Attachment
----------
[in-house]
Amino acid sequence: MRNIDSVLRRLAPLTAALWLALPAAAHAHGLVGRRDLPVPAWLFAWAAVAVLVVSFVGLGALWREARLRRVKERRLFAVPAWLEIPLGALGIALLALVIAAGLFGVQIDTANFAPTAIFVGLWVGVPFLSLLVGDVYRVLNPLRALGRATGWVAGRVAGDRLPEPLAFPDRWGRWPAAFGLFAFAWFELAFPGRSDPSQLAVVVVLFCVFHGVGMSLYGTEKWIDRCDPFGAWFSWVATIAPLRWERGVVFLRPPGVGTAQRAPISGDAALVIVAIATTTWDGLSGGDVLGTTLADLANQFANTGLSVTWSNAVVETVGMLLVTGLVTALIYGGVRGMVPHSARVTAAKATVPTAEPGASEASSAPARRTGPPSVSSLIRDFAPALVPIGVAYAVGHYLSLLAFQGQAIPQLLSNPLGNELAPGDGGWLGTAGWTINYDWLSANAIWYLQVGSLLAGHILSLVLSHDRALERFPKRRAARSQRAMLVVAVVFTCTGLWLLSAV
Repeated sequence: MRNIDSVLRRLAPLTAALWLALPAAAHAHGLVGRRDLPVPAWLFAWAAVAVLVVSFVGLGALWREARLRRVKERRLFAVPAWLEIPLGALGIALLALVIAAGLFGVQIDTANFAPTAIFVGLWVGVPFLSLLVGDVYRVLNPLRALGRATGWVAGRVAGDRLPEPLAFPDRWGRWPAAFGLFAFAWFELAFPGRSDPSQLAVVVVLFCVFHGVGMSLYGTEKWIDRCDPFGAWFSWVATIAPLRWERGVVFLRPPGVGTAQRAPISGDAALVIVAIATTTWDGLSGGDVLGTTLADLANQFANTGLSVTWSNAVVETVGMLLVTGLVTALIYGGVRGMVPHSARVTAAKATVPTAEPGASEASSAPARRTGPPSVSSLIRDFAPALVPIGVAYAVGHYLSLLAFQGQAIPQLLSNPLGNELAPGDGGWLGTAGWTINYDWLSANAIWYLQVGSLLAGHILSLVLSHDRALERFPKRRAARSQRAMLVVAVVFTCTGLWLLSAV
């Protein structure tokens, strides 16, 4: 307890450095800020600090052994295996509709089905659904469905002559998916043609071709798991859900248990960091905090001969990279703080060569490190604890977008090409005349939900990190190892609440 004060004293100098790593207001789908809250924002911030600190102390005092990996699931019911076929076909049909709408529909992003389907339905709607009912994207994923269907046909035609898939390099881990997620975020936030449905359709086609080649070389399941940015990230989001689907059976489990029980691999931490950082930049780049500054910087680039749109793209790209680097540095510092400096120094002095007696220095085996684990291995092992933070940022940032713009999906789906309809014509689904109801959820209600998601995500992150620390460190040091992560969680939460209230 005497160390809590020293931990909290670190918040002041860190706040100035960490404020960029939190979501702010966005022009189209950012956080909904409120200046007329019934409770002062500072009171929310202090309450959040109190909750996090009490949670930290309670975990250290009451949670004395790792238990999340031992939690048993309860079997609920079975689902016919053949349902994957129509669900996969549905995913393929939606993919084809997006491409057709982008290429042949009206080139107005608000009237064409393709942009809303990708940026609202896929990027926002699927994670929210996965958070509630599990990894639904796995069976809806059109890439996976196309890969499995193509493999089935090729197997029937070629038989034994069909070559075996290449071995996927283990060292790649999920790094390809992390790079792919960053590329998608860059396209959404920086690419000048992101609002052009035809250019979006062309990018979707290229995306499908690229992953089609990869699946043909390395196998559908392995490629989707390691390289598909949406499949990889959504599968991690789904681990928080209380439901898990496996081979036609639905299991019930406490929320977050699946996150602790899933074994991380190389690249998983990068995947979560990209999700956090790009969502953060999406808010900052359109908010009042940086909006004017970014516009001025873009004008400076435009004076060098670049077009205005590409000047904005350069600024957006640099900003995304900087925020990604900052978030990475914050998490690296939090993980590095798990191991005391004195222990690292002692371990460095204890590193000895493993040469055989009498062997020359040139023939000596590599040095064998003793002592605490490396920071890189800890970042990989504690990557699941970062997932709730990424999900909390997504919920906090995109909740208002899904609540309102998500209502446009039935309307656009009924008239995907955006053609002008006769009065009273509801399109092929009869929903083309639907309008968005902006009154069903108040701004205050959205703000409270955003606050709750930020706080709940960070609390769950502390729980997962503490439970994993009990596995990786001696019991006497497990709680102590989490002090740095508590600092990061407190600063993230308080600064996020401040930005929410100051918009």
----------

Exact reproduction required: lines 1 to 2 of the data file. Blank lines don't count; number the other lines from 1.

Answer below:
[in-house]
Amino acid sequence: MRNIDSVLRRLAPLTAALWLALPAAAHAHGLVGRRDLPVPAWLFAWAAVAVLVVSFVGLGALWREARLRRVKERRLFAVPAWLEIPLGALGIALLALVIAAGLFGVQIDTANFAPTAIFVGLWVGVPFLSLLVGDVYRVLNPLRALGRATGWVAGRVAGDRLPEPLAFPDRWGRWPAAFGLFAFAWFELAFPGRSDPSQLAVVVVLFCVFHGVGMSLYGTEKWIDRCDPFGAWFSWVATIAPLRWERGVVFLRPPGVGTAQRAPISGDAALVIVAIATTTWDGLSGGDVLGTTLADLANQFANTGLSVTWSNAVVETVGMLLVTGLVTALIYGGVRGMVPHSARVTAAKATVPTAEPGASEASSAPARRTGPPSVSSLIRDFAPALVPIGVAYAVGHYLSLLAFQGQAIPQLLSNPLGNELAPGDGGWLGTAGWTINYDWLSANAIWYLQVGSLLAGHILSLVLSHDRALERFPKRRAARSQRAMLVVAVVFTCTGLWLLSAV